Good Thursday to one and all. Today is one of those “wow” days of weather across the bluegrass state. A strong storm is rolling toward the Great Lakes and that means a wild weather swing around here. All of this continues to be part of an active pattern that continues to produce big winter storms.
Let’s hit the high notes of how things play out through Friday:
– Winds are going to be a major player during this period. Gusts of 40-50mph will be likely and this may cause a bit of damage. Make sure to secure those outdoor Christmas decorations.
– Showers and thunderstorms will march eastward this morning into the afternoon as a strong cold front works in. Very heavy rain will be likely.
– Temps will stay in the 50s into early afternoon and then drop rapidly behind the front. Readings will drop below freezing by mid to late evening.
– Snow showers and squalls will develop late afternoon in the west and then overspread the rest of the state this evening. That action will continue overnight into much of Friday for central and eastern Kentucky and will get a booster shot of moisture from Lake Michigan. My snowfall map is unchanged…
– The GFS snowfall map is now pretty darn close to the idea I’ve had for the past few days…
– Travel conditions late tonight into the first half of Friday will be very tricky. Slick spots and reduced visibilities will be likely. This is the kickoff for the busy Christmas travel period and I think a Snow Advisory is warranted for parts of central and eastern Kentucky. Impact, impact, impact.
– Highs Friday will struggle to get out of the 20s for many areas. Gusty winds of 30-40mph will make it feel like temps are in the single digits. Friday will be a very wintry day around here.
Let’s talk a little bit about the rest of the weekend into Christmas week. I’m tracking two systems that will impact our weather during this time. The first is a weak area of low pressure moving in late Sunday into Christmas Eve. This may bring a light mix of rain and snow to our region. The GFS Ensembles show the fine line we’re walking…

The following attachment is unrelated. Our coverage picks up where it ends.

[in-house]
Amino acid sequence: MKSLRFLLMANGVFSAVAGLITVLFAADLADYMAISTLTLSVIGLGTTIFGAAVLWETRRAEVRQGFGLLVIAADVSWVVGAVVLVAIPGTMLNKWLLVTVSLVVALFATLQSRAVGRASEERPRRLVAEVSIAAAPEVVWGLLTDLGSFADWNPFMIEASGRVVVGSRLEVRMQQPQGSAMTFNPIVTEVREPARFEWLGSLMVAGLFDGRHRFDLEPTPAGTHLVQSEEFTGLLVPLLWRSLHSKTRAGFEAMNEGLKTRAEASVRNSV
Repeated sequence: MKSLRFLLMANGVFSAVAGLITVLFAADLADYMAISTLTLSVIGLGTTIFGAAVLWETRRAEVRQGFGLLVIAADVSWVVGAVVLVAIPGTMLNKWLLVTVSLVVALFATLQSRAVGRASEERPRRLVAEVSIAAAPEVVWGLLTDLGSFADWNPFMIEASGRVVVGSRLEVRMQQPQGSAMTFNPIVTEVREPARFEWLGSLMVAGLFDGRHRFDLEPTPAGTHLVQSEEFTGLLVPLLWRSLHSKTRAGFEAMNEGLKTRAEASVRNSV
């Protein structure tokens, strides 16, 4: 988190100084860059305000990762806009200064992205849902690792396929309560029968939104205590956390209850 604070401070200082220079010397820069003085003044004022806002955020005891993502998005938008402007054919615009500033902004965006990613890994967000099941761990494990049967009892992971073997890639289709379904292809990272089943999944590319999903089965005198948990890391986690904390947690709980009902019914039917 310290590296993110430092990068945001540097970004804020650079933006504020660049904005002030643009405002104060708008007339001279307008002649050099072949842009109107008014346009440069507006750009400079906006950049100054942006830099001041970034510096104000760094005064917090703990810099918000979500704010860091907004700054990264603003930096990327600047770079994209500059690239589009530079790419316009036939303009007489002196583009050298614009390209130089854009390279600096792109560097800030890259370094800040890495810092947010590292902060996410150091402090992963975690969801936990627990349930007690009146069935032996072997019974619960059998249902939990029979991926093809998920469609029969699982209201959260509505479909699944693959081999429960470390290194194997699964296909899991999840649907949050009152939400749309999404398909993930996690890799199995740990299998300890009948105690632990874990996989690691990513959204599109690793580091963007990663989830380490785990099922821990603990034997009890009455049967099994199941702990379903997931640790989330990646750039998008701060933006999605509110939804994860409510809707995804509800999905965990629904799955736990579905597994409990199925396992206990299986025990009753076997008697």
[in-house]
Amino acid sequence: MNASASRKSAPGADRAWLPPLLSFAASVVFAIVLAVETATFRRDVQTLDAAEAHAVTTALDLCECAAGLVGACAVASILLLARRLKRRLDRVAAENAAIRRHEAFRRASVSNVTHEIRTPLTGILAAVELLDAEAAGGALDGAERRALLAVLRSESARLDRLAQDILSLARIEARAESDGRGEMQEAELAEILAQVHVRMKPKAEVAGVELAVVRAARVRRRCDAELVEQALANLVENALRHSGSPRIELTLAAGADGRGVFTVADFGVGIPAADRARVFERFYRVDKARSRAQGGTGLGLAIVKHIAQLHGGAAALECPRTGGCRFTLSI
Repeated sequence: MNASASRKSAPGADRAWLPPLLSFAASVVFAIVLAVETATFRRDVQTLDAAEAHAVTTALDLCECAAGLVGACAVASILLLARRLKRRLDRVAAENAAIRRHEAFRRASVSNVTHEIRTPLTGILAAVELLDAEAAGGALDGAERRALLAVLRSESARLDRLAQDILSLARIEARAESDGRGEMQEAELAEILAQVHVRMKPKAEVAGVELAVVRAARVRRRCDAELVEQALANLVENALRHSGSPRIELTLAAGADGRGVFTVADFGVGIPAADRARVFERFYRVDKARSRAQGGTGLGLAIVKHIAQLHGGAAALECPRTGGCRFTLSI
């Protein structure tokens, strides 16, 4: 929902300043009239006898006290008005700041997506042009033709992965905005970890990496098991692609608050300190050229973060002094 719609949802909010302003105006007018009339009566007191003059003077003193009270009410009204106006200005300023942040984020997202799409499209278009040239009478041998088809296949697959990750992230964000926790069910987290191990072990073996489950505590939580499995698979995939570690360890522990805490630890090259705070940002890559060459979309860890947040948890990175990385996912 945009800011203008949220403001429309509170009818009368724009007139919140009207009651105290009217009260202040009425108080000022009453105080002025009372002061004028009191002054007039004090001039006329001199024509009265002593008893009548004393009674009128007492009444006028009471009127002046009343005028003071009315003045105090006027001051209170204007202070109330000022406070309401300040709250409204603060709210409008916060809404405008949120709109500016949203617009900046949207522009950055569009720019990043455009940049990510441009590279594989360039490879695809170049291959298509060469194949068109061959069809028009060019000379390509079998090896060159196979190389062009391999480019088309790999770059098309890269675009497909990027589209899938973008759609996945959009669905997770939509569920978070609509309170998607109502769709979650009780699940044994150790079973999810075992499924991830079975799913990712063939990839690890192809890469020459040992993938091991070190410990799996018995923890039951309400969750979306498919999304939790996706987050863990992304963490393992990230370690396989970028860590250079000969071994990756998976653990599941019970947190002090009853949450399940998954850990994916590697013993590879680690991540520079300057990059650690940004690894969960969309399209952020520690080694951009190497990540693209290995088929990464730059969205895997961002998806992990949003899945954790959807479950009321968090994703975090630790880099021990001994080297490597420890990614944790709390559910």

The next storm look like a big one for the eastern half of the country. Where does it go? The models have been all over the place in recent days and that trend will continue for a while longer. There is a ton of cold air that will be entrenched across the northern half of the country and one heck of a blocky look. That means any low that develops can only get so far north before giving way to another low to our east. I continue to like what the GFS Ensembles are doing…
The lead low gets into the Tennessee Valley and then transfers energy to a low across the Carolinas. The operational GFS is very close to that scenario, but has some feedback issues with the lead low. I just got a look at the new European Model and it’s actually colder and farther east with the first low and has much more of a heavy snow look to it.
My concern with this setup is for a period of a nasty mix of snow, rain and ice setting up very close to us. That whole mess would then change to all snow as the low to our east takes over. Again… this is still 5-6 days away so there will be lots of changes in the models. But, I just don’t see how that first low gets very far to the north in this pattern.
This has “Threat” written all over it!
I will have updates as needed today. Hold on to your hat and take care.